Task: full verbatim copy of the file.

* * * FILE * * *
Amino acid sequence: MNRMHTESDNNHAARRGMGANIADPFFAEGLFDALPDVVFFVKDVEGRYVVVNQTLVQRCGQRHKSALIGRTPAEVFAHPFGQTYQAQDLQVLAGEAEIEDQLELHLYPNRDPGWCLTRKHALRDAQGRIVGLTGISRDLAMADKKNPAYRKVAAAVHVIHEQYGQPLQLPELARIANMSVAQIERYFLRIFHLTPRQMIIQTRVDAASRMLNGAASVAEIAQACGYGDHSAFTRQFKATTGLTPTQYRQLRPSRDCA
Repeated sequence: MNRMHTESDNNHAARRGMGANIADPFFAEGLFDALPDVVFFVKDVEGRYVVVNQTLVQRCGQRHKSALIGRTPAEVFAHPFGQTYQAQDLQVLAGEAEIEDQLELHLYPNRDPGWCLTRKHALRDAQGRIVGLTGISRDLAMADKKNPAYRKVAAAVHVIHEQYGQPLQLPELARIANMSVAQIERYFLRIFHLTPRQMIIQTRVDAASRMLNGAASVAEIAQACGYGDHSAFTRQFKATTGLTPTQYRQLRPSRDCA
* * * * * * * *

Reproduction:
Amino acid sequence: MNRMHTESDNNHAARRGMGANIADPFFAEGLFDALPDVVFFVKDVEGRYVVVNQTLVQRCGQRHKSALIGRTPAEVFAHPFGQTYQAQDLQVLAGEAEIEDQLELHLYPNRDPGWCLTRKHALRDAQGRIVGLTGISRDLAMADKKNPAYRKVAAAVHVIHEQYGQPLQLPELARIANMSVAQIERYFLRIFHLTPRQMIIQTRVDAASRMLNGAASVAEIAQACGYGDHSAFTRQFKATTGLTPTQYRQLRPSRDCA
Repeated sequence: MNRMHTESDNNHAARRGMGANIADPFFAEGLFDALPDVVFFVKDVEGRYVVVNQTLVQRCGQRHKSALIGRTPAEVFAHPFGQTYQAQDLQVLAGEAEIEDQLELHLYPNRDPGWCLTRKHALRDAQGRIVGLTGISRDLAMADKKNPAYRKVAAAVHVIHEQYGQPLQLPELARIANMSVAQIERYFLRIFHLTPRQMIIQTRVDAASRMLNGAASVAEIAQACGYGDHSAFTRQFKATTGLTPTQYRQLRPSRDCA